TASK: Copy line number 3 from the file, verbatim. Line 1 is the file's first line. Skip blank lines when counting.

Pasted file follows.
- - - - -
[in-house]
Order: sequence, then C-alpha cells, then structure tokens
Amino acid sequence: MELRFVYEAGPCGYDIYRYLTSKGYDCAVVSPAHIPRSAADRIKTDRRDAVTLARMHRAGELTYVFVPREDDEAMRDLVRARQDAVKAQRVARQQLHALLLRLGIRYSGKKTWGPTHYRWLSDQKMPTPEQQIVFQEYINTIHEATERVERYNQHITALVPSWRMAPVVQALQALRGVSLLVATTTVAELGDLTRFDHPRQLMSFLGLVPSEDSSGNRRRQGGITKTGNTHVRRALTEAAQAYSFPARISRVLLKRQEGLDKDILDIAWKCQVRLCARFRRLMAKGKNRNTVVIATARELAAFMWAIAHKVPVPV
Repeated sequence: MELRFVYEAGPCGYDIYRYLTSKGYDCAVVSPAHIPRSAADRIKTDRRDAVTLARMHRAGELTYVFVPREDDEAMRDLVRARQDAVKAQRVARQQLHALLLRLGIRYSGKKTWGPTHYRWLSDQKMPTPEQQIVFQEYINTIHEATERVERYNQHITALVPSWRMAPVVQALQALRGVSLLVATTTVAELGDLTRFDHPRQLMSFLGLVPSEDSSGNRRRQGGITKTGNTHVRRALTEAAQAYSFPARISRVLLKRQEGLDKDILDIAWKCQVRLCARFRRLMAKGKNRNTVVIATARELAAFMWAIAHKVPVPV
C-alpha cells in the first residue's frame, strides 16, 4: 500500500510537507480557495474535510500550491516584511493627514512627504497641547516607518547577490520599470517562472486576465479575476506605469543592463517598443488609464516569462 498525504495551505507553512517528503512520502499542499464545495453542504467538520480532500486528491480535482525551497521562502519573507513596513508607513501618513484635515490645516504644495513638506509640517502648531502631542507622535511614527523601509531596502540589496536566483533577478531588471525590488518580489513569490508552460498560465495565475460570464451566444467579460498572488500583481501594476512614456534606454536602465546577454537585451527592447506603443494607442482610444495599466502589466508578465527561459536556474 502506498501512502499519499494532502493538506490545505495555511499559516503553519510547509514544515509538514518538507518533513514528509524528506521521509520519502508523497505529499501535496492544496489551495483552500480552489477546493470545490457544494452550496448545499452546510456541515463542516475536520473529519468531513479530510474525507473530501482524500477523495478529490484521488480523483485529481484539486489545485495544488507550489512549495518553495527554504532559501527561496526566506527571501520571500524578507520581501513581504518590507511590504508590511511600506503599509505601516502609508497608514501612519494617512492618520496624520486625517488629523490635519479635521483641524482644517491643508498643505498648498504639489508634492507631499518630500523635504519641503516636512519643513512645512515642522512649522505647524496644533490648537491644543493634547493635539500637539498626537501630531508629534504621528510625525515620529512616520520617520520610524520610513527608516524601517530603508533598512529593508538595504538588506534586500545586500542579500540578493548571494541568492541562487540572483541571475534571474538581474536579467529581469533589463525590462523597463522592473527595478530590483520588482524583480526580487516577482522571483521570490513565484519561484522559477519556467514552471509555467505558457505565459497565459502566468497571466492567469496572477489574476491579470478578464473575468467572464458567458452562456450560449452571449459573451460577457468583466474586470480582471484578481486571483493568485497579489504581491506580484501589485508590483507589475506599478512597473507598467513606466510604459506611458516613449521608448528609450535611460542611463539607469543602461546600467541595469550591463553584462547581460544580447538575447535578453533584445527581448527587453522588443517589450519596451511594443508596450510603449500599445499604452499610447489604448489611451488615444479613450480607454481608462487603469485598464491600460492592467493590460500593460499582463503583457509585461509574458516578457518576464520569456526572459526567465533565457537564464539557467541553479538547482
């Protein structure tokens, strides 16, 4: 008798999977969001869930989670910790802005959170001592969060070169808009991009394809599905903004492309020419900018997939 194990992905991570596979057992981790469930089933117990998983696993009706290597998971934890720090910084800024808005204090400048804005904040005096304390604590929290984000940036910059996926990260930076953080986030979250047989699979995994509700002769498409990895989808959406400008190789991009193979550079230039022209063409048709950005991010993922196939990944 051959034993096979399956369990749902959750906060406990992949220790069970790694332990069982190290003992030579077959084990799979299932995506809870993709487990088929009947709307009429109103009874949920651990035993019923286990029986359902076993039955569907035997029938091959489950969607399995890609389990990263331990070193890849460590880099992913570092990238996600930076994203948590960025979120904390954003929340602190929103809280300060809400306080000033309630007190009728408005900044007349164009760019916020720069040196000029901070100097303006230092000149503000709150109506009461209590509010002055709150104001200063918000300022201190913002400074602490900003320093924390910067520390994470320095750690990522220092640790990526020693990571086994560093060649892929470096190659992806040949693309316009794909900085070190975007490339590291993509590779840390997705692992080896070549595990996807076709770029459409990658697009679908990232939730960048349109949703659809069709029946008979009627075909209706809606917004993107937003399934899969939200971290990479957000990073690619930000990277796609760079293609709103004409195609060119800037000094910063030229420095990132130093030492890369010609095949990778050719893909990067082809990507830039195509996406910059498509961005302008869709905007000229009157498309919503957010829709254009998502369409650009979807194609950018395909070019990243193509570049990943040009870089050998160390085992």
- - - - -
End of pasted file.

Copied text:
Amino acid sequence: MELRFVYEAGPCGYDIYRYLTSKGYDCAVVSPAHIPRSAADRIKTDRRDAVTLARMHRAGELTYVFVPREDDEAMRDLVRARQDAVKAQRVARQQLHALLLRLGIRYSGKKTWGPTHYRWLSDQKMPTPEQQIVFQEYINTIHEATERVERYNQHITALVPSWRMAPVVQALQALRGVSLLVATTTVAELGDLTRFDHPRQLMSFLGLVPSEDSSGNRRRQGGITKTGNTHVRRALTEAAQAYSFPARISRVLLKRQEGLDKDILDIAWKCQVRLCARFRRLMAKGKNRNTVVIATARELAAFMWAIAHKVPVPV